I was brought up on the austere adage ‘Don’t look forward to something too much and you won’t be disappointed’ (and was well into adulthood before I realised what a killjoy statement that was!). These days it gives me great pleasure to witness my children looking forward to doing something so much that they’re fit to bursting with excitement. A little jumping for joy never did anyone any harm. And nor does some occasional disappointment; sometimes life does have a habit of biting you on the bum.
My daughter recently moved up to a ballet grade where she can start learning to dance en pointe. This, as anyone who has a ballet-dancing child knows, is a Big Deal. And to dance en pointe you must, of course, have pointe shoes*. Beautiful, satin pointe shoes.
The first lesson with the new shoes was set for this evening so I picked her up from school on Monday and we drove to a specialist dance shop for an appointment with a specialist fitter (it is very important that these shoes are fitted correctly to avoid damaging dancing feet). We were shown to the back of the shop where there were stacks of shoes – shelves and shelves of beautiful satin slippers; her mouth did actually drop open – a sofa for attendees and a little area of wooden dance floor with barre and floor-to-ceiling mirror. It had ‘long evening’ written all over it. Happily the lady in the shop seemed to know exactly what she was doing and the second pair selected fitted perfectly and didn’t hurt one bit (obviously quite important). Shoes on, my daughter stood there en pointe, holding on to the barre, beaming with sheer delight. These were The Ones. ‘These shoes are Russian’, the lady said. ‘Handmade’, she added. I sighed and held my breath for what was coming. A little while later, credit card quietly weeping in my purse and after strict instructions about how to sew on the ribbons and elastic, stick on the suede toe protectors and about wearing the toe pads, airing the shoes and not getting them wet, we were on our way home.
I promised to wait until my daughter got home from school the following day before I sewed on the ribbons. To be honest I was dreading sticking a needle into these expertly-made shoes, worried that my cack-handed sewing would completely ruin them. I managed to get one shoe done (I did my best but I’m sure any ballet-shoe cobbler would shudder) before getting caught up in the evening routine. I’d do the other one the next day… The next day the school phoned. My daughter was in the sickbay. She’d been playing football** at lunchtime and hurt her knee, could I please go and collect her. Yes, she probably did need to go to hospital. A couple of hours later and we were back home with my daughter on crutches. She’s damaged the collateral ligament in her left knee which means strict resting for 48 hours and absolutely no sports (especially dancing) for at least one week, possibly two. Her pointe-shoe debut has been postponed and she is gutted. Such is life. It could have been worse and at least I have more time to do the sewing.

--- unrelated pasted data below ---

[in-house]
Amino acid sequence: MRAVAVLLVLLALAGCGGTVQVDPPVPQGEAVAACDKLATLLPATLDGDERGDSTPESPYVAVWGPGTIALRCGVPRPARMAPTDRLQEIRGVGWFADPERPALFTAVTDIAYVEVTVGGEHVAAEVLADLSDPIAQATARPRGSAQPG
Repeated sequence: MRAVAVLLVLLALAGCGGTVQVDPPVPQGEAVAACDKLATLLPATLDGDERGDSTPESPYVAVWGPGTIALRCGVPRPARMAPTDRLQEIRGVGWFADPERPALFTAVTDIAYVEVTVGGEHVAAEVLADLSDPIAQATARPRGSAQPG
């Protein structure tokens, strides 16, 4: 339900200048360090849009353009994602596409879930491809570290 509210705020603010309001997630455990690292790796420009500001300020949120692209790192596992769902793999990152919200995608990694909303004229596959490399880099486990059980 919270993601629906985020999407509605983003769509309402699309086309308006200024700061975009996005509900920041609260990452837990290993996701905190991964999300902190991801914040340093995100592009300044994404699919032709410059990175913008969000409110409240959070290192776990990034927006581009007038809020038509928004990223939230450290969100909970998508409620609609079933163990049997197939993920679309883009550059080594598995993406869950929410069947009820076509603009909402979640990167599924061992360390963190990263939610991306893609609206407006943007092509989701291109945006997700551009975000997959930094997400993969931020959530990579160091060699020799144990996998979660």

On a lighter note, despite the chilly, chilly wind, there have been some gorgeous blue skies this week. I know there has been snow in parts of the country but Spring is doing its best to cling on here in the south east. Wishing you a lovely May bank holiday weekend – here’s hoping for blue skies wherever you are. And a little excitement.
*Pointe shoes might look gorgeously soft but they are surprisingly hard – the toe block and base are made of layers of papier-mache. To protect precious feet, dancers wear a little padded, silicone ‘toe-socks’ inside the shoes.
**Apparently the boys were goading the girls, saying they couldn’t play football and she was ‘showing them’ which I totally approve of but it’s such a shame that she decided to go in for a hard tackle and came off worse. Her ballet teacher has previously asked her not to play football after the time she badly sprained her ankle… Girls 🙂